However, every silver lining has a cloud. When pitted against some other insulation materials, EPS falls slightly short in terms of its R-value, which is a measure of its thermal resistance. This might necessitate thicker layers for the same insulating effect. Additionally, while it’s resistant to moisture, its flammability can be a concern. Thankfully, modern EPS often comes treated with fire retardants to mitigate this risk.

Wood fibre

Venturing into the domain of sustainable insulation materials, wood fibre emerges as a compelling choice for the eco-conscious. Derived predominantly from wood, cellulose, or various plant fibres, wood fibre insulation finds its roots in a blend of traditional practices and modern technology. Often championed in green building projects, it is a testament to the industry’s shift towards sustainable and renewable resources. Its composition ensures not only thermal insulation but also acoustic benefits, making it an ideal candidate for those yearning for a peaceful indoor sanctuary.

Yet, it’s important to tread with a touch of caution. While wood fibre is undeniably environmentally friendly, it can sometimes become a magnet for pests if not treated adequately. Its organic nature also means that it doesn’t quite match the fire-resistant capabilities of materials like mineral wool. However, advancements in production techniques are constantly improving these aspects, making wood fibre increasingly resilient.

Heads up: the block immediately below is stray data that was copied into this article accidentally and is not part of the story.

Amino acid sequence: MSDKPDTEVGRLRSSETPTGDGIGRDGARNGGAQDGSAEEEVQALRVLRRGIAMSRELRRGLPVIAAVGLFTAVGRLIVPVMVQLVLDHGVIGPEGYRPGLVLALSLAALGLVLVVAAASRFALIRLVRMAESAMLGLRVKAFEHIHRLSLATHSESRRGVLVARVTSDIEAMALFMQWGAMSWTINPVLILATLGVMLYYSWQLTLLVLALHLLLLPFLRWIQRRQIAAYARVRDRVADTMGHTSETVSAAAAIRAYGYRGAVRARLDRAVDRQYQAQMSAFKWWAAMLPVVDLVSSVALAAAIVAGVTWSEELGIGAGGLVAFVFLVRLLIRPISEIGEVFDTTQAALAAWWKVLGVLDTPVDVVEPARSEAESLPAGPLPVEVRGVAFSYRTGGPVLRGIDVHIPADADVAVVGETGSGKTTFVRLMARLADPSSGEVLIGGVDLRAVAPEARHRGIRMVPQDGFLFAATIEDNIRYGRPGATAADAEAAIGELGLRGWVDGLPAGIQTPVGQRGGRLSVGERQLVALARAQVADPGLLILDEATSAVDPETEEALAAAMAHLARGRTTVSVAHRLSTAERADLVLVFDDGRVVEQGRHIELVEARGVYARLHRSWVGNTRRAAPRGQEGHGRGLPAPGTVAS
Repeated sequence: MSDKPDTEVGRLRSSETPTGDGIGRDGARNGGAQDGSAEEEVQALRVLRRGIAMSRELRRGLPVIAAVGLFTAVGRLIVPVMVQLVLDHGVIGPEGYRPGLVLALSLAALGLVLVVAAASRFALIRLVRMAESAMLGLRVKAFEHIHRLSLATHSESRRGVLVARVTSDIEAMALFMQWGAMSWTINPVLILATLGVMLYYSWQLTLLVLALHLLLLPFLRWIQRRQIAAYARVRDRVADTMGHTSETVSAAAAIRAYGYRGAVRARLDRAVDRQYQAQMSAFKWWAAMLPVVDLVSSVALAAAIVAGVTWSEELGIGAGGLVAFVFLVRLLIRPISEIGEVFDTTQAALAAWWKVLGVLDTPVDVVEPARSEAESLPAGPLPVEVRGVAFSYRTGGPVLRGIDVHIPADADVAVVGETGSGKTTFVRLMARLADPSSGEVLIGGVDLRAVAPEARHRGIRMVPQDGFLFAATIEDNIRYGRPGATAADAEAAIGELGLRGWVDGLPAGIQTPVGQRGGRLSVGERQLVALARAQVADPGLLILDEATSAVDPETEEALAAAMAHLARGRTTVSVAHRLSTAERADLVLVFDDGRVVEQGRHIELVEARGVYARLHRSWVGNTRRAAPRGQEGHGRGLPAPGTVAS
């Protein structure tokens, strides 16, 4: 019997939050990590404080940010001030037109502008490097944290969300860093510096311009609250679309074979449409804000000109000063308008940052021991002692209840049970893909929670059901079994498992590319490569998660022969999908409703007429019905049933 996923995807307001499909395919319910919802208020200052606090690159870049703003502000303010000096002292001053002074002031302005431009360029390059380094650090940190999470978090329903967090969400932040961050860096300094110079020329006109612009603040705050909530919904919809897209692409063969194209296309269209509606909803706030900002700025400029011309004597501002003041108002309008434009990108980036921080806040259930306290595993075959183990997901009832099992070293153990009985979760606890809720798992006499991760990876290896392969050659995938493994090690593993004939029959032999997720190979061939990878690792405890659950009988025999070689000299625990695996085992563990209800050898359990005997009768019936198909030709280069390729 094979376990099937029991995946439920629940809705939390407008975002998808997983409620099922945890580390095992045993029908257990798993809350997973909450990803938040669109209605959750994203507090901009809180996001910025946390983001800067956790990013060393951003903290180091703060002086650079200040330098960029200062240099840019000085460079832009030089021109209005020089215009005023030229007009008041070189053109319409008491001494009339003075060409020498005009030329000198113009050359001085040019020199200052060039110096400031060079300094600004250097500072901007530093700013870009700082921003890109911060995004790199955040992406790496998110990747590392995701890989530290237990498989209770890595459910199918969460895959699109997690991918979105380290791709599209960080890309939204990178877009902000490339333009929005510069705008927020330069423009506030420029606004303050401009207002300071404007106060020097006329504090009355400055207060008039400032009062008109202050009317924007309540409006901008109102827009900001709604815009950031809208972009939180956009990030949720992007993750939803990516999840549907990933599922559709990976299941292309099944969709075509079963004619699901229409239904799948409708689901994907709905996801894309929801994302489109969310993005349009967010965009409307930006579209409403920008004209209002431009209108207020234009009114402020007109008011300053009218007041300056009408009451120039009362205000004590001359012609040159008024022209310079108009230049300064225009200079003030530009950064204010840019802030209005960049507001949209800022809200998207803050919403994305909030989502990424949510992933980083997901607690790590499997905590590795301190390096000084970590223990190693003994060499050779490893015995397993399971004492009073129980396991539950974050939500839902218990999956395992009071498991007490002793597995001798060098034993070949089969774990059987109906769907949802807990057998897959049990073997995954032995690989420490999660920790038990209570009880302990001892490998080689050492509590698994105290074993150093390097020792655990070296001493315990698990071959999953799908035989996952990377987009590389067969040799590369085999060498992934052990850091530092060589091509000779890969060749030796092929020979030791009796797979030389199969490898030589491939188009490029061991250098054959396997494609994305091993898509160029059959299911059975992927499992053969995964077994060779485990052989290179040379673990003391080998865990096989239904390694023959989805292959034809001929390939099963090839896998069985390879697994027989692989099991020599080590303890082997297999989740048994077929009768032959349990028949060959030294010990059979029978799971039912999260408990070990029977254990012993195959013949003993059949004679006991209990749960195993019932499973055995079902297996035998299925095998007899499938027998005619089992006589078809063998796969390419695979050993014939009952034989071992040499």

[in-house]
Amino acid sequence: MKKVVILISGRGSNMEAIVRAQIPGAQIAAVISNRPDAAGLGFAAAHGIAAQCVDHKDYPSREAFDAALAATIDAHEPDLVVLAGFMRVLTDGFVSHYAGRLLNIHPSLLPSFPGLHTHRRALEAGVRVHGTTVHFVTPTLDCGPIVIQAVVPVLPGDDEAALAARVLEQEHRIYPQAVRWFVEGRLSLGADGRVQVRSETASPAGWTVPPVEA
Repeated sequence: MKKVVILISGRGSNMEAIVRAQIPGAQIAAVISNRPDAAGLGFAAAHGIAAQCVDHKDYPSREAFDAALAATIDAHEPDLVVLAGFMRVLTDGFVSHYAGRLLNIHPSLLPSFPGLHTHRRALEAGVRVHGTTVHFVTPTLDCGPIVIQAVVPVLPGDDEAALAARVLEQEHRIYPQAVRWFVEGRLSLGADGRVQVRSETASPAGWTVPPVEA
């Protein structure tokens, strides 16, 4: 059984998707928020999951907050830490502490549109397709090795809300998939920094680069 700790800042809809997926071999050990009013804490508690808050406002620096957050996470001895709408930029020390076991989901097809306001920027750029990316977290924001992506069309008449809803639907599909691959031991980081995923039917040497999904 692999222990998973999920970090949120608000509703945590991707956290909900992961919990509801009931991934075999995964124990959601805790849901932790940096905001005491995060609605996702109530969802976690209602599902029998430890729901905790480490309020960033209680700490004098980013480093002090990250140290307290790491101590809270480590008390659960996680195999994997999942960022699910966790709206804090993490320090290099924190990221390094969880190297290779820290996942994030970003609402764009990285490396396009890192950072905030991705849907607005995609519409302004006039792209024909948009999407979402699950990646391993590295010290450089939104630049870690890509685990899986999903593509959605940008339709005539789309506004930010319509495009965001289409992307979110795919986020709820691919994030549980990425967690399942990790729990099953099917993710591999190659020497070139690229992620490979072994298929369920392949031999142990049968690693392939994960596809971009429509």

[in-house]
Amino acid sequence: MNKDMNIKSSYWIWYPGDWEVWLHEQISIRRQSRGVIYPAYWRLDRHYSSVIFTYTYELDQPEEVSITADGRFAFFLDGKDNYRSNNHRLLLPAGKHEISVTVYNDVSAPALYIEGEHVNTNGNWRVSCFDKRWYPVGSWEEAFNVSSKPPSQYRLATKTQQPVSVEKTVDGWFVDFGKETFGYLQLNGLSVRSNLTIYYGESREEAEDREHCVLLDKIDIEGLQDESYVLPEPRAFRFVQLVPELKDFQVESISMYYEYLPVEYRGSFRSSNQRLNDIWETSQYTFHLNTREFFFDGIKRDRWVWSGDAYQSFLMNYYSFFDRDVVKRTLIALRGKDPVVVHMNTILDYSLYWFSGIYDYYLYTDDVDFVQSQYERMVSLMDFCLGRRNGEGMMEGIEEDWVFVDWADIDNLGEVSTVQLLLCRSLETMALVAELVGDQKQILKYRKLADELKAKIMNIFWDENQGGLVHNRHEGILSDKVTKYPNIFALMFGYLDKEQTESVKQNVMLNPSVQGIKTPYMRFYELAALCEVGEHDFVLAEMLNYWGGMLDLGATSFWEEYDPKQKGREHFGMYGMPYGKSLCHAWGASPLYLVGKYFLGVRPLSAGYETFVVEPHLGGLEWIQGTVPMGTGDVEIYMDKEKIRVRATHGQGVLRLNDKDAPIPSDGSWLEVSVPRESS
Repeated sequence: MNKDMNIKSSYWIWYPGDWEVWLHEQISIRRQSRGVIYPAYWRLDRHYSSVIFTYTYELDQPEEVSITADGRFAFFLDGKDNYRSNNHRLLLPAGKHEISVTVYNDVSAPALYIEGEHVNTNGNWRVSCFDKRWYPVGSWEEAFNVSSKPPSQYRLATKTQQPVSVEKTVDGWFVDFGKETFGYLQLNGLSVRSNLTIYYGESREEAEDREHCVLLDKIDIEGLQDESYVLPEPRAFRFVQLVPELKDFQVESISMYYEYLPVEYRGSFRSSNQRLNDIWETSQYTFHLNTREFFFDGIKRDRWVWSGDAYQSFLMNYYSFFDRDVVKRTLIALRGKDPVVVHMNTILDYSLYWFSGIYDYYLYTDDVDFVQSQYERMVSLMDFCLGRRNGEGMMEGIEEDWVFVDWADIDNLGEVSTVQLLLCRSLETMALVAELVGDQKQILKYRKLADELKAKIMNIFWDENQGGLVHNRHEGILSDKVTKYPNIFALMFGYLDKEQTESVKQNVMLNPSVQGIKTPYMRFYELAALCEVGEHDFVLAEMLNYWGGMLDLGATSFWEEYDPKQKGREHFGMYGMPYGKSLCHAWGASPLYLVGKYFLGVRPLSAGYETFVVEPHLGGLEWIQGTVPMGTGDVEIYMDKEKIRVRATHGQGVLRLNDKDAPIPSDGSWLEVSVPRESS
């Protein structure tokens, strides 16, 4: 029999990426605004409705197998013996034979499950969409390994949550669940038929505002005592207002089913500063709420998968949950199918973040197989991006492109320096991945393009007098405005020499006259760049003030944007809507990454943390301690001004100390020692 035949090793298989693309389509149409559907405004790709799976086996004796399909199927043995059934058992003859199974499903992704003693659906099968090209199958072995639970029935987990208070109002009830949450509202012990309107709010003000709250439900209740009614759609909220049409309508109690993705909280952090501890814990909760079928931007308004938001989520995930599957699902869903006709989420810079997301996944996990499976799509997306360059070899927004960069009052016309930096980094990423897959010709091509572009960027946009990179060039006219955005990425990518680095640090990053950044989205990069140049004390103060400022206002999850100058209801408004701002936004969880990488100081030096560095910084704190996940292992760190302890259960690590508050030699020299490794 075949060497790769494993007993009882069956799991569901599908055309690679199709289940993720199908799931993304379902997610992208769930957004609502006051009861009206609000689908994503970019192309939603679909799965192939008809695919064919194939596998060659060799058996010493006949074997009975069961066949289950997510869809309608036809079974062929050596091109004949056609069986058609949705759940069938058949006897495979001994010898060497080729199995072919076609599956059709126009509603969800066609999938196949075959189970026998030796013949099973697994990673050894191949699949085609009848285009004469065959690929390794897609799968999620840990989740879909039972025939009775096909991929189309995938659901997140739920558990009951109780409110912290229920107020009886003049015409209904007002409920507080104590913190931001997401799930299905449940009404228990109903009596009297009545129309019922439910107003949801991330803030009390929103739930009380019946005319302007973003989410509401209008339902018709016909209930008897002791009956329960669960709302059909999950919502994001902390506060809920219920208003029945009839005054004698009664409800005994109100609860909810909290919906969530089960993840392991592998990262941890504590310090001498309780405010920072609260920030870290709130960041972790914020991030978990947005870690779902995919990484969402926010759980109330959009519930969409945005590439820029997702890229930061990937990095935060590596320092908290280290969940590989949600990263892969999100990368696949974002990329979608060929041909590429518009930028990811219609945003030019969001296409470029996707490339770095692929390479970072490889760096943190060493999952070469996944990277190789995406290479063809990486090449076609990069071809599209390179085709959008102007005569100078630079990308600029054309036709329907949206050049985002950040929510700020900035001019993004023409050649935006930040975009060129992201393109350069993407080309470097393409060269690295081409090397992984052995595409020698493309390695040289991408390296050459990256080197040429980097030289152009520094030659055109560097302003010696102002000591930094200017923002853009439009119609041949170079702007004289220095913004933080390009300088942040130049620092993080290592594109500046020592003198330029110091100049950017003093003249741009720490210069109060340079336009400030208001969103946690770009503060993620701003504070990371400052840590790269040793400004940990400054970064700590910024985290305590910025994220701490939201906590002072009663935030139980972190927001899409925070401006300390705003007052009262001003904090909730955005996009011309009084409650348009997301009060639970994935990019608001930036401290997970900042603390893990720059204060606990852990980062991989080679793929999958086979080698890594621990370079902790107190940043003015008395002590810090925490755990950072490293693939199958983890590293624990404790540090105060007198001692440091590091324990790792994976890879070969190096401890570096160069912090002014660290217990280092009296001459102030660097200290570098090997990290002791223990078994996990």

In the grand scheme of things, wood fibre insulation is a nod to a future where sustainability is at the forefront. While it does come with its set of challenges, its environmental benefits and its ability to regulate indoor humidity make it a worthy contender in the external wall insulation arena.

Sheep’s wool

Treading the path of nature’s marvels, sheep’s wool emerges as a distinctive choice in the insulation landscape. This natural insulator, which has warmed the backs of sheep for millennia, has been skilfully repurposed to keep our homes snug and comfortable. Its fibrous structure allows for excellent air retention, making it a superb thermal barrier. Beyond its insulating prowess, sheep’s wool has a unique ability to regulate moisture, ensuring that homes remain dry and devoid of dampness. Furthermore, its natural composition allows it to filter out harmful airborne substances, enhancing the quality of indoor air.

However, nature’s gifts often come with nuances. The premium nature of sheep’s wool means it tends to be pricier than its synthetic counterparts. Also, being an organic material, it demands a bit more care during installation to preserve its integrity. There’s also the need for special treatments to deter pests and enhance fire resistance.

Drawing it all together, sheep’s wool stands as a luxurious and sustainable insulation option. While it might command a higher price tag, the myriad of benefits it offers, from moisture regulation to air purification, make it a splendid investment for those who value natural solutions and long-term gains.